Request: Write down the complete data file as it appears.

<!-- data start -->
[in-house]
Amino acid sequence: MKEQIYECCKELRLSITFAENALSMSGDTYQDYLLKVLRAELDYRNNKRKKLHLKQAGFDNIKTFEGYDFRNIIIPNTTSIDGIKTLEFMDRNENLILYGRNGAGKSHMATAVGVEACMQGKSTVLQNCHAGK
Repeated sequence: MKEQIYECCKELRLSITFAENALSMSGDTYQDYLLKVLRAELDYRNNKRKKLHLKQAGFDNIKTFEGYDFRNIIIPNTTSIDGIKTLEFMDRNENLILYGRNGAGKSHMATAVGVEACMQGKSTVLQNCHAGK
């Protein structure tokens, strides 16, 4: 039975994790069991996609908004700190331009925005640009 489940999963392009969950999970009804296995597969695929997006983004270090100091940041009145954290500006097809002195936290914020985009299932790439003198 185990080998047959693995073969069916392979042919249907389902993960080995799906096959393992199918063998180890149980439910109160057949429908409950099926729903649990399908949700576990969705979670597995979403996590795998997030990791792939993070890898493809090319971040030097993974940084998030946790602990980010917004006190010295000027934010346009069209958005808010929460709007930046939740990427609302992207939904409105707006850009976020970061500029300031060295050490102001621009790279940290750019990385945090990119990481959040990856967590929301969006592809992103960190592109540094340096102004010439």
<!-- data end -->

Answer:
[in-house]
Amino acid sequence: MKEQIYECCKELRLSITFAENALSMSGDTYQDYLLKVLRAELDYRNNKRKKLHLKQAGFDNIKTFEGYDFRNIIIPNTTSIDGIKTLEFMDRNENLILYGRNGAGKSHMATAVGVEACMQGKSTVLQNCHAGK
Repeated sequence: MKEQIYECCKELRLSITFAENALSMSGDTYQDYLLKVLRAELDYRNNKRKKLHLKQAGFDNIKTFEGYDFRNIIIPNTTSIDGIKTLEFMDRNENLILYGRNGAGKSHMATAVGVEACMQGKSTVLQNCHAGK
């Protein structure tokens, strides 16, 4: 039975994790069991996609908004700190331009925005640009 489940999963392009969950999970009804296995597969695929997006983004270090100091940041009145954290500006097809002195936290914020985009299932790439003198 185990080998047959693995073969069916392979042919249907389902993960080995799906096959393992199918063998180890149980439910109160057949429908409950099926729903649990399908949700576990969705979670597995979403996590795998997030990791792939993070890898493809090319971040030097993974940084998030946790602990980010917004006190010295000027934010346009069209958005808010929460709007930046939740990427609302992207939904409105707006850009976020970061500029300031060295050490102001621009790279940290750019990385945090990119990481959040990856967590929301969006592809992103960190592109540094340096102004010439």